Why Does My Husky Whine So Much?

Siberian Husky standing outside with their mouth slightly open
This isn’t Callie, but I liked the picture and wanted to use it. Get off my case about it.

Good question. Callie whines all. of. the. time. Drives me bananas. I’m a dog who likes to prioritize his naps to the tops of all lists. That husky whine can send me spiraling into an unnerving abyss of insanity.

So, why do they do it and how do I turn it off?

Huskies are innately animalistic causing them to communicate through sound – much like their wolf cousins. Huskies whine when they want attention, when they feel pain, when they’re really excited, or when they’re scared or lonely.

Basically huskies whine to communicate all things and it’s up to you to learn to differentiate the causes. Don’t worry though. I’ll teach you how to do this.

I have a husky sister that I love dearly. I know her well, which is ultimately what makes me an expert on the husky whine epidemic my family experiences on a daily basis. If you don’t think this warrants enough expertise on the topic then you’re more than welcome to click out of this article and on to another. You won’t hurt my feelings – basically because I’ll have no idea whether you do that or not.

Disclaimer: The Can My Dog articles contain information based on the individual research and opinions of the author of the site – who just so happens to be a dog. How you utilize the information given is completely up to you. Proceed at your own risk.

Understanding Their Whiny Reasoning

It stands to reason that if your husky whines for everything under the sun, then you’re going to need to pay close attention to the things going on around her, as well as her behaviors related to the whine during any of these whining occasions.

Sound complicated?

It’s not. Keep reading and I’ll explain.

The “I need some attention” whine

This one will be relatively obvious – most of the time. Huskies are pack animals and do not do well in situations where they are alone or feel alone.

What does this mean? Rub them.

Let me give you an example: Callie isn’t okay with just laying on the bed with me and the parents. No, she needs to be actively touched. If her right elbow isn’t being constantly rubbed by our mom then here comes the attention whine.

My mom gives in to this every single time. She has created a monster and I tell her this, but she never listens. Serves her right that she’s stuck constantly rubbing a husky elbow because of it.

The “I’m really excited” whine

This one should be obvious as well.

Just look around. What’s happening in this very moment? Is there a friend visiting your house? Are you going for a ride in the car? Is your husky in a wide open field full of running possibilities? Does your husky want to go outside and sunbathe?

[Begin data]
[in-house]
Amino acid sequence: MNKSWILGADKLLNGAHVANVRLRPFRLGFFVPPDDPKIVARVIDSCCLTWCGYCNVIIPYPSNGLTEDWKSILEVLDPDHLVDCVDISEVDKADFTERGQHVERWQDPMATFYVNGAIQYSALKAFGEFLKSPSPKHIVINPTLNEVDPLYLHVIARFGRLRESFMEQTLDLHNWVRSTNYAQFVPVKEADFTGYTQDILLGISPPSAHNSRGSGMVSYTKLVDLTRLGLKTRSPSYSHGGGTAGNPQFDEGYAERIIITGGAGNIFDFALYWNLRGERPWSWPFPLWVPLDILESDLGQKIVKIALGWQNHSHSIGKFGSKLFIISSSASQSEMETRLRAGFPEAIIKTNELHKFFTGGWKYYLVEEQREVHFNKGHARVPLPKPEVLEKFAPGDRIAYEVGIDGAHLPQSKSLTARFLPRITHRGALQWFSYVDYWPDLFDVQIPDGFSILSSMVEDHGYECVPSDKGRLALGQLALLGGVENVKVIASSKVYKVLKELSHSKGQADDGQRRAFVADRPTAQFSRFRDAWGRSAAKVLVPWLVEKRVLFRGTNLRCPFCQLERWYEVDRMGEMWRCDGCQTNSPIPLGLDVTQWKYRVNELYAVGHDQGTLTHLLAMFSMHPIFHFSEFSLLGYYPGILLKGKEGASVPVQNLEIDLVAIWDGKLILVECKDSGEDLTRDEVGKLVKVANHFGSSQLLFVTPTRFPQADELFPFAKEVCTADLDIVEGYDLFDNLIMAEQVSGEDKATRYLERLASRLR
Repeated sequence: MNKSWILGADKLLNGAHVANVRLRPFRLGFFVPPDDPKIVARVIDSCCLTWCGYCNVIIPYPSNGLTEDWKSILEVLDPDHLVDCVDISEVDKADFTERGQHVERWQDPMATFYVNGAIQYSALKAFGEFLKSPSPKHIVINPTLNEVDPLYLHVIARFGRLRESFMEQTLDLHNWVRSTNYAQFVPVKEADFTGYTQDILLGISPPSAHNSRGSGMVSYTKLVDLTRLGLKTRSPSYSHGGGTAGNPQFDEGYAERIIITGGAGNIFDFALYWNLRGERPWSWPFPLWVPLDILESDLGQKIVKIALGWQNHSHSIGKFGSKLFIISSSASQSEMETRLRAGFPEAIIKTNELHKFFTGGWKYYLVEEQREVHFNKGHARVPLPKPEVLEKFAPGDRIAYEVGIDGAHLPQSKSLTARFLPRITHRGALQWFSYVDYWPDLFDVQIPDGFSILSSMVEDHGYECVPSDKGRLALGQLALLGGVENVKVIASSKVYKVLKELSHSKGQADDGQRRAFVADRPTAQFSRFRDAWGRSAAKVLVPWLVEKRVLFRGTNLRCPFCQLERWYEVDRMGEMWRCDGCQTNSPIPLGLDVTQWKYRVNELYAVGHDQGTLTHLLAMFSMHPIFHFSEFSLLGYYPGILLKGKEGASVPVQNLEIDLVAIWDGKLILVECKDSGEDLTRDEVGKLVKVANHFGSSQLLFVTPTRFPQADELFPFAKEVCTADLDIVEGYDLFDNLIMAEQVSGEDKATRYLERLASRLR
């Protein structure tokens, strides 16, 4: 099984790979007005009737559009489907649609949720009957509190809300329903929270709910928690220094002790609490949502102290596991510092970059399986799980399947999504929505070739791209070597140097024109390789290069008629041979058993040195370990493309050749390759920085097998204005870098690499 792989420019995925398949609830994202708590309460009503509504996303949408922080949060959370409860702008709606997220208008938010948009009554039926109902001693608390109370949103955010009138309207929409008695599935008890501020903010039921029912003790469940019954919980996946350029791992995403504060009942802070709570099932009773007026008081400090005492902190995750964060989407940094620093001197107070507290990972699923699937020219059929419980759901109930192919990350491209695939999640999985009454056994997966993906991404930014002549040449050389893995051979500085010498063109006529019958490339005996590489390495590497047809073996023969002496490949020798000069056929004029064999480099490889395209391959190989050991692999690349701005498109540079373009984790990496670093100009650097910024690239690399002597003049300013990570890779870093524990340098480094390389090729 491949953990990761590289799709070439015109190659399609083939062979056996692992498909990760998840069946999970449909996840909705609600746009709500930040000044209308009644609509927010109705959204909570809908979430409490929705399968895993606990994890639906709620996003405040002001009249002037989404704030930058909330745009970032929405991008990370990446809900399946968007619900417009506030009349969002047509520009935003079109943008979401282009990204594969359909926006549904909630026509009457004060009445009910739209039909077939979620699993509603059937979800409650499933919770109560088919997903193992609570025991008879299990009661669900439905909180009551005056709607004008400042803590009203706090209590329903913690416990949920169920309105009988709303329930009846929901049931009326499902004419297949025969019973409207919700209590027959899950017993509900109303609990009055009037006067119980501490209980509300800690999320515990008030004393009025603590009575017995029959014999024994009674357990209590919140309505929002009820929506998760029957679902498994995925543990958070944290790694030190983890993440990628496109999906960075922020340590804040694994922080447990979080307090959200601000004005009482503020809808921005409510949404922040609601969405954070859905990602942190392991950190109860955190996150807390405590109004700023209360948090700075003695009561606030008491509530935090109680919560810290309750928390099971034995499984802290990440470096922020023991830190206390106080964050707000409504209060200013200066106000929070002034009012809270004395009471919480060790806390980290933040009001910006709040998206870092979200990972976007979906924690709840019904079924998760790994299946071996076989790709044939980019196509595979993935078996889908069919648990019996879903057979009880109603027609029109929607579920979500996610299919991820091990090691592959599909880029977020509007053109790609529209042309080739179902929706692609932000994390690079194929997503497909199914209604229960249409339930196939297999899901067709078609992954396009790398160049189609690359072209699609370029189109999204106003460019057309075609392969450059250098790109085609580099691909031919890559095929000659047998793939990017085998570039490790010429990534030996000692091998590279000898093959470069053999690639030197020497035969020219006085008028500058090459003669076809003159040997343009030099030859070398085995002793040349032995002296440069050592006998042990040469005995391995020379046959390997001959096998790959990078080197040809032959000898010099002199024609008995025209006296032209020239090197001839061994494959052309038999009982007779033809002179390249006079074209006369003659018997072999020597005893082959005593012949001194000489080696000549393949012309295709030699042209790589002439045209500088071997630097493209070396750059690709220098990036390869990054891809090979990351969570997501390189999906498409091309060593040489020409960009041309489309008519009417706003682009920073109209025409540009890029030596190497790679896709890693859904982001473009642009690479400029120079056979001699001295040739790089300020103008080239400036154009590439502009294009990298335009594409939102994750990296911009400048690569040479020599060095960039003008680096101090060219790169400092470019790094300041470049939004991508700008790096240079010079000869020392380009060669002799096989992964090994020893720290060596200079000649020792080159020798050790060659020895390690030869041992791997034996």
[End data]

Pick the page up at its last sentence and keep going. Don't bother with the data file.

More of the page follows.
Is there environmental factors surrounding your husky during this particular whine that are without a reasonable doubt….exciting to her?

If yes, then welcome to the husky excitement whine.

This literally happened to us yesterday on a car ride. You’ll never believe the amount of whine that was coming from Callie’s mouth. I have a video. Just watch this…

This is 5 full seconds of Callie’s “I’m so super pumped to be riding in the car” whine. You’re welcome.

The “Something hurts” whine

This type of whine can sneak up on a human, BUT it’s easy to differentiate between the other wines because your husky will be acting different.

Your husky be limping, licking something excessively, moving slower, lying around the house more than usual, not eating, etc.

You will notice almost immediately if your husky isn’t feeling well of if she’s injured in some way.

Dogs in general are structured and driven by routine. If all of a sudden their normal routine changes, pay attention. They could be telling you that something isn’t right.

A husky will accompany this behavior with their ‘I don’t feel great’ whines.

The “I’m Scared” whine

Obvious one.

Is your husky currently running from something? Is there an intruder? Because, let’s be honest, a good guard dog a husky is NOT.

Did your wife just put a skin care mud mask on her face and is chasing your husky around the house making horrifying growling sounds?

Is this why your husky is whining?

If you answered yes to any of those, then welcome to the ‘I’m scared’ husky whine. As I’m sure you’ve picked up on by now, most of these whines can easily be deciphered if you’re paying attention to what is going on around your husky at the time of the whines.

Let me repeat this a little louder for the article skimmers and the people seated in the back:


The “I’m Lonely” whine

I quickly referenced the wolf cousins in an opening paragraph above. I bring this up to better make the point of pack mentality. Huskies need consistent, some may even say continuous, social interactions throughout the day.